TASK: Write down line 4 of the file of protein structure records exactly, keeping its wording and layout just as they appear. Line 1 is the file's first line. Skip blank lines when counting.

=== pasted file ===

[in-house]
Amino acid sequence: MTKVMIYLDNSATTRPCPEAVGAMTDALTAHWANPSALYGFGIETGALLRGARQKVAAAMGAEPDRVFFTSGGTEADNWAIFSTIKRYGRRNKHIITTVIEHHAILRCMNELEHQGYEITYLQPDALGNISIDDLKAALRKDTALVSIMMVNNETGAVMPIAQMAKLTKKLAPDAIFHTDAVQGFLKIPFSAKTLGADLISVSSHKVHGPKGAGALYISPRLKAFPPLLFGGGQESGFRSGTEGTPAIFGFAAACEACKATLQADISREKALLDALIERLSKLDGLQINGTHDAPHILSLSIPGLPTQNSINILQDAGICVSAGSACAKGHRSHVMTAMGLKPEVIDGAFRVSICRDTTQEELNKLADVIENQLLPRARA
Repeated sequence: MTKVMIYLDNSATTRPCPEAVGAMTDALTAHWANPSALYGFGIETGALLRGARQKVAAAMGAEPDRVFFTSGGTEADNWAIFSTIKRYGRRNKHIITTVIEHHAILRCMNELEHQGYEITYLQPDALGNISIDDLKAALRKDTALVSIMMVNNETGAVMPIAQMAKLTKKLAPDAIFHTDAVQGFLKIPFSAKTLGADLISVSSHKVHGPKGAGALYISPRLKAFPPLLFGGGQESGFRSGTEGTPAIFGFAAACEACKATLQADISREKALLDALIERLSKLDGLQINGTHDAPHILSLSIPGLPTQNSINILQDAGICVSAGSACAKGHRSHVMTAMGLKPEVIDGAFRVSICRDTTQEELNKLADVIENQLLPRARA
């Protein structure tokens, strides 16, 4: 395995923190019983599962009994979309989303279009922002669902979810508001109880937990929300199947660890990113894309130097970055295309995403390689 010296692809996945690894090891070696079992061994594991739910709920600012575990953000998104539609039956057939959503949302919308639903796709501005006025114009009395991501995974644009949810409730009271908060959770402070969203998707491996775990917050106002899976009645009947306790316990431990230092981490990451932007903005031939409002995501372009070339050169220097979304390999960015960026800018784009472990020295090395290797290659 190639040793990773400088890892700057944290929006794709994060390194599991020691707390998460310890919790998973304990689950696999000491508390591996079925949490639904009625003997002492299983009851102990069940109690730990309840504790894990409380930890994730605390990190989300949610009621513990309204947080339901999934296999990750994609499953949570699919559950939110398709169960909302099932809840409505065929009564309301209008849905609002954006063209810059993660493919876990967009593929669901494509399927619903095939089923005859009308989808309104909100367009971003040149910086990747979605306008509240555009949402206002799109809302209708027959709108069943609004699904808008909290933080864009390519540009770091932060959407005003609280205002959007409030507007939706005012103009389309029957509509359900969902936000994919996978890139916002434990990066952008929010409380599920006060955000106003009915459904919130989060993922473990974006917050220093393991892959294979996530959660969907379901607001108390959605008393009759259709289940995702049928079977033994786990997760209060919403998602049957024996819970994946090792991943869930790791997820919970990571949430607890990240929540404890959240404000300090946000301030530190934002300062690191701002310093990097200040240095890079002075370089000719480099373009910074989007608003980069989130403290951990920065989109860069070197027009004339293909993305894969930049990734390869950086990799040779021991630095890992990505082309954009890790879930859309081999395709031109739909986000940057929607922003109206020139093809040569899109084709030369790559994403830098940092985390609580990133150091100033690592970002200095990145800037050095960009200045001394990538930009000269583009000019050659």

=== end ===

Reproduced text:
């Protein structure tokens, strides 16, 4: 395995923190019983599962009994979309989303279009922002669902979810508001109880937990929300199947660890990113894309130097970055295309995403390689 010296692809996945690894090891070696079992061994594991739910709920600012575990953000998104539609039956057939959503949302919308639903796709501005006025114009009395991501995974644009949810409730009271908060959770402070969203998707491996775990917050106002899976009645009947306790316990431990230092981490990451932007903005031939409002995501372009070339050169220097979304390999960015960026800018784009472990020295090395290797290659 190639040793990773400088890892700057944290929006794709994060390194599991020691707390998460310890919790998973304990689950696999000491508390591996079925949490639904009625003997002492299983009851102990069940109690730990309840504790894990409380930890994730605390990190989300949610009621513990309204947080339901999934296999990750994609499953949570699919559950939110398709169960909302099932809840409505065929009564309301209008849905609002954006063209810059993660493919876990967009593929669901494509399927619903095939089923005859009308989808309104909100367009971003040149910086990747979605306008509240555009949402206002799109809302209708027959709108069943609004699904808008909290933080864009390519540009770091932060959407005003609280205002959007409030507007939706005012103009389309029957509509359900969902936000994919996978890139916002434990990066952008929010409380599920006060955000106003009915459904919130989060993922473990974006917050220093393991892959294979996530959660969907379901607001108390959605008393009759259709289940995702049928079977033994786990997760209060919403998602049957024996819970994946090792991943869930790791997820919970990571949430607890990240929540404890959240404000300090946000301030530190934002300062690191701002310093990097200040240095890079002075370089000719480099373009910074989007608003980069989130403290951990920065989109860069070197027009004339293909993305894969930049990734390869950086990799040779021991630095890992990505082309954009890790879930859309081999395709031109739909986000940057929607922003109206020139093809040569899109084709030369790559994403830098940092985390609580990133150091100033690592970002200095990145800037050095960009200045001394990538930009000269583009000019050659």